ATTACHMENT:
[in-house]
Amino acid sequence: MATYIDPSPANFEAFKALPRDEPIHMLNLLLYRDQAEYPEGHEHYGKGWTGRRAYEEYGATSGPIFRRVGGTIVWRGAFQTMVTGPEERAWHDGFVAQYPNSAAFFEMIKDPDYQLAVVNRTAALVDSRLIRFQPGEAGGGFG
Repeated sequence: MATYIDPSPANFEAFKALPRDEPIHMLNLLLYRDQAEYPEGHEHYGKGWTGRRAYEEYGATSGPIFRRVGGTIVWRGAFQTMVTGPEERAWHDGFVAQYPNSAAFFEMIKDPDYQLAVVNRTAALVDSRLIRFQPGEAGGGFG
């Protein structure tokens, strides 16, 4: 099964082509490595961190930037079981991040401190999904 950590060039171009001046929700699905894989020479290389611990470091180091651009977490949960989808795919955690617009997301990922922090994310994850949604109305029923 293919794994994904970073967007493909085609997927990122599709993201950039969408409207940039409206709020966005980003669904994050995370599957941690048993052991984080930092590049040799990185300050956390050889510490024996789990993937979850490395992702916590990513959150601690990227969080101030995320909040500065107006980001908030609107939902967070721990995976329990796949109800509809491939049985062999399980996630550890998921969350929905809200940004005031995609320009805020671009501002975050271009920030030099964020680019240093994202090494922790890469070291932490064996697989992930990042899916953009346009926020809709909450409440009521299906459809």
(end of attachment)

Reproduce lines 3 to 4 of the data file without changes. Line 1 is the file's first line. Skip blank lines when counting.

Repeated sequence: MATYIDPSPANFEAFKALPRDEPIHMLNLLLYRDQAEYPEGHEHYGKGWTGRRAYEEYGATSGPIFRRVGGTIVWRGAFQTMVTGPEERAWHDGFVAQYPNSAAFFEMIKDPDYQLAVVNRTAALVDSRLIRFQPGEAGGGFG
């Protein structure tokens, strides 16, 4: 099964082509490595961190930037079981991040401190999904 950590060039171009001046929700699905894989020479290389611990470091180091651009977490949960989808795919955690617009997301990922922090994310994850949604109305029923 293919794994994904970073967007493909085609997927990122599709993201950039969408409207940039409206709020966005980003669904994050995370599957941690048993052991984080930092590049040799990185300050956390050889510490024996789990993937979850490395992702916590990513959150601690990227969080101030995320909040500065107006980001908030609107939902967070721990995976329990796949109800509809491939049985062999399980996630550890998921969350929905809200940004005031995609320009805020671009501002975050271009920030030099964020680019240093994202090494922790890469070291932490064996697989992930990042899916953009346009926020809709909450409440009521299906459809």